Published online by Cambridge University Press: 02 December 2009
As a Jewish scholar who has been engaged in the study and teaching of Jewish–Christian relations for over twelve years, I have thought a great deal about the past history of Jewish–Christian relations, especially in relation to the Bible. During that time I have noticed increasing interest being shown in scholarly and religious circles to both the Jewish context of the New Testament as well as to the influence of Jewish biblical interpretation on the formation and development of Christianity.
For understandable reasons, it has generally been assumed that Judaism influenced Christianity but relatively little attention has been given to the other side of the same coin: the question of the influence of Christianity upon Judaism. Did Christian teaching and interpretation influence the Jewish commentators? The purpose of this book is to consider this relatively unexplored question, to ask whether this influence developed into a two-way encounter and to investigate to what extent Jews and Christians are bound by the Bible. On the basis of a study of the Binding of Isaac, I examine whether there was some kind of a meeting or interaction between Jewish and Christian interpreters during the first six centuries CE and what this may tell us about relations between Jews and Christians in late antiquity.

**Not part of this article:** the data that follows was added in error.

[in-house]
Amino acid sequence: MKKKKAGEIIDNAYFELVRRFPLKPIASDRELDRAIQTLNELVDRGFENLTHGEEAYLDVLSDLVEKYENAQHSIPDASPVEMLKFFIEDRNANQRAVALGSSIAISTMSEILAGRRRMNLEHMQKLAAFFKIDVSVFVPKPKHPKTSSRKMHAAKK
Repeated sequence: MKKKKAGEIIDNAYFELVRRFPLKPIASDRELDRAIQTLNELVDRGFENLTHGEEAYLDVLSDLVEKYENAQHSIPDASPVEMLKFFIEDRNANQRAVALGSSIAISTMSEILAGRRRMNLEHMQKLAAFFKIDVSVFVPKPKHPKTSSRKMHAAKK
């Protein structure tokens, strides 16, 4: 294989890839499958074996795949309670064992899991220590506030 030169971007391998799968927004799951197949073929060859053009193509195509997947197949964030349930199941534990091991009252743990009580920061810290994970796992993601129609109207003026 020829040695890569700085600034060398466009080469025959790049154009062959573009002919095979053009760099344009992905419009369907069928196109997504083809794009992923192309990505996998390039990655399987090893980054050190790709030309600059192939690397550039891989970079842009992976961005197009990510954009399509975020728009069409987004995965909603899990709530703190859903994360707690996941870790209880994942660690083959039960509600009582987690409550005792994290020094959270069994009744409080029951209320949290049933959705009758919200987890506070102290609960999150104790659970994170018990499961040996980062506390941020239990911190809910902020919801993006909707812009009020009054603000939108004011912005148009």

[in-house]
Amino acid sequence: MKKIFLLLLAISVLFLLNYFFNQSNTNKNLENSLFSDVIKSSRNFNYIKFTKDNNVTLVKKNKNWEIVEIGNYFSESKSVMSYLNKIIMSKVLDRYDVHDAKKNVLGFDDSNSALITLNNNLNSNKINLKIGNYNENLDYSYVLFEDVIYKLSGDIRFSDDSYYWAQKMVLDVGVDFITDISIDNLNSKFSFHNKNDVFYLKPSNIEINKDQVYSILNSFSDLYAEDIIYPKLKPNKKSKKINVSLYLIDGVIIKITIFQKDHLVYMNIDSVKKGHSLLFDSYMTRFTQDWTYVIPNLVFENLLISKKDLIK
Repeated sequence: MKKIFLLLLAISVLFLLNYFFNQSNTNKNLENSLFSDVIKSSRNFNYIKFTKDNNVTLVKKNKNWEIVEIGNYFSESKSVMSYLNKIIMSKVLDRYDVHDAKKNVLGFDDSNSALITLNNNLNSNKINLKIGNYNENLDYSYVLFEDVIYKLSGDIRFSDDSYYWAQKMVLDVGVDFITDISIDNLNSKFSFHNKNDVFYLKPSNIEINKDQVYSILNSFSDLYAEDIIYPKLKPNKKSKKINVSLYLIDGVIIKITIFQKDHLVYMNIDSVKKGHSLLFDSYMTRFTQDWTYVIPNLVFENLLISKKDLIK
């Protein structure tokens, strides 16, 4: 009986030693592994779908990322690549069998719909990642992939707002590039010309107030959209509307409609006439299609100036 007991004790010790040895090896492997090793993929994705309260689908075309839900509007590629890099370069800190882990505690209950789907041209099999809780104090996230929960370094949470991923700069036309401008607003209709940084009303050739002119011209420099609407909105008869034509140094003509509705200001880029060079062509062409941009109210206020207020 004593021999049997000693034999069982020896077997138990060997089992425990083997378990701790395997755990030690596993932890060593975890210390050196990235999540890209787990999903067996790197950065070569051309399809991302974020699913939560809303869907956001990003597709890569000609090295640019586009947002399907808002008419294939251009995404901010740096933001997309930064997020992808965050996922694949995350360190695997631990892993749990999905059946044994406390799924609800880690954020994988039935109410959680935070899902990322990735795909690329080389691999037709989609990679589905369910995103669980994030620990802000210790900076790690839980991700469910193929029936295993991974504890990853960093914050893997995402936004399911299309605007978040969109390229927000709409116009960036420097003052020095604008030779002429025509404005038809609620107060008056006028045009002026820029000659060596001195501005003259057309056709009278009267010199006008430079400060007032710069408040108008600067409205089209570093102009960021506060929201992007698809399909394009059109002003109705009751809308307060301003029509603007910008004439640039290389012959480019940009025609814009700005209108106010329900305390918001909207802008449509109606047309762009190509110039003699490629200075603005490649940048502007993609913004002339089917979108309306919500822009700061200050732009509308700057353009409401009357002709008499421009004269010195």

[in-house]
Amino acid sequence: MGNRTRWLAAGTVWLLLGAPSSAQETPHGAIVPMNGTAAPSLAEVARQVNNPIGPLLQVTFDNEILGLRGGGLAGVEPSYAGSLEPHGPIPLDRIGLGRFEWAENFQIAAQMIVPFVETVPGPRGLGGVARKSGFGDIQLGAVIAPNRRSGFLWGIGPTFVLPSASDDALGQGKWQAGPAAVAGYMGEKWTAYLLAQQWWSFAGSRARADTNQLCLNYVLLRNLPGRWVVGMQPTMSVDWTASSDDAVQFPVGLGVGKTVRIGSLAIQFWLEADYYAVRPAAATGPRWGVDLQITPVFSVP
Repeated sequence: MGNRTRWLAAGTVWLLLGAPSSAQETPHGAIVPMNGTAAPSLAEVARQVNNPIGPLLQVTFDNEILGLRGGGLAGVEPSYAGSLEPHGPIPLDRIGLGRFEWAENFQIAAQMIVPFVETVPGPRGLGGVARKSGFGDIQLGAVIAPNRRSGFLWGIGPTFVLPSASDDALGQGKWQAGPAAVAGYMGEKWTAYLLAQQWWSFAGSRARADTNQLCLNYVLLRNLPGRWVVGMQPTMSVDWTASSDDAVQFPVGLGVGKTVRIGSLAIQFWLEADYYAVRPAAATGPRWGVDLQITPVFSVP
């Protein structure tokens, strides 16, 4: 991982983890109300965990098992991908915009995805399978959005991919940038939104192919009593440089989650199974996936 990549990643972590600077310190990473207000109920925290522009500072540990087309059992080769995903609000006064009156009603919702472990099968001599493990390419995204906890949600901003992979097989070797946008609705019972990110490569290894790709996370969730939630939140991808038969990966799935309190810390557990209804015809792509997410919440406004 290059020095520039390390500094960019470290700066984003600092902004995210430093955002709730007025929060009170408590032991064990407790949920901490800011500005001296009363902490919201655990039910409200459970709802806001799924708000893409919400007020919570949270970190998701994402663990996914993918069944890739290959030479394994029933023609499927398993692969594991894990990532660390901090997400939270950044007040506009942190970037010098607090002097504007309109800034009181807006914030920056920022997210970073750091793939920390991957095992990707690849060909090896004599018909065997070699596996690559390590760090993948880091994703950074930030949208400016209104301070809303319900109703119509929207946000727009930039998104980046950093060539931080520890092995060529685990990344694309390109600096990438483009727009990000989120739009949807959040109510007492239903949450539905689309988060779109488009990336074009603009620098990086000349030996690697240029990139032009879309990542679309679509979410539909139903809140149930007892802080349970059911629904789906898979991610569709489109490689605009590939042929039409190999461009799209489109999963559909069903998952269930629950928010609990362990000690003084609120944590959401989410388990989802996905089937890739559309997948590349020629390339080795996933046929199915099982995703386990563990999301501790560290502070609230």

The background to this book is a reawakening among scholars to the Jewish origins of Christianity, a trend that became noticeable in the first half of the twentieth century.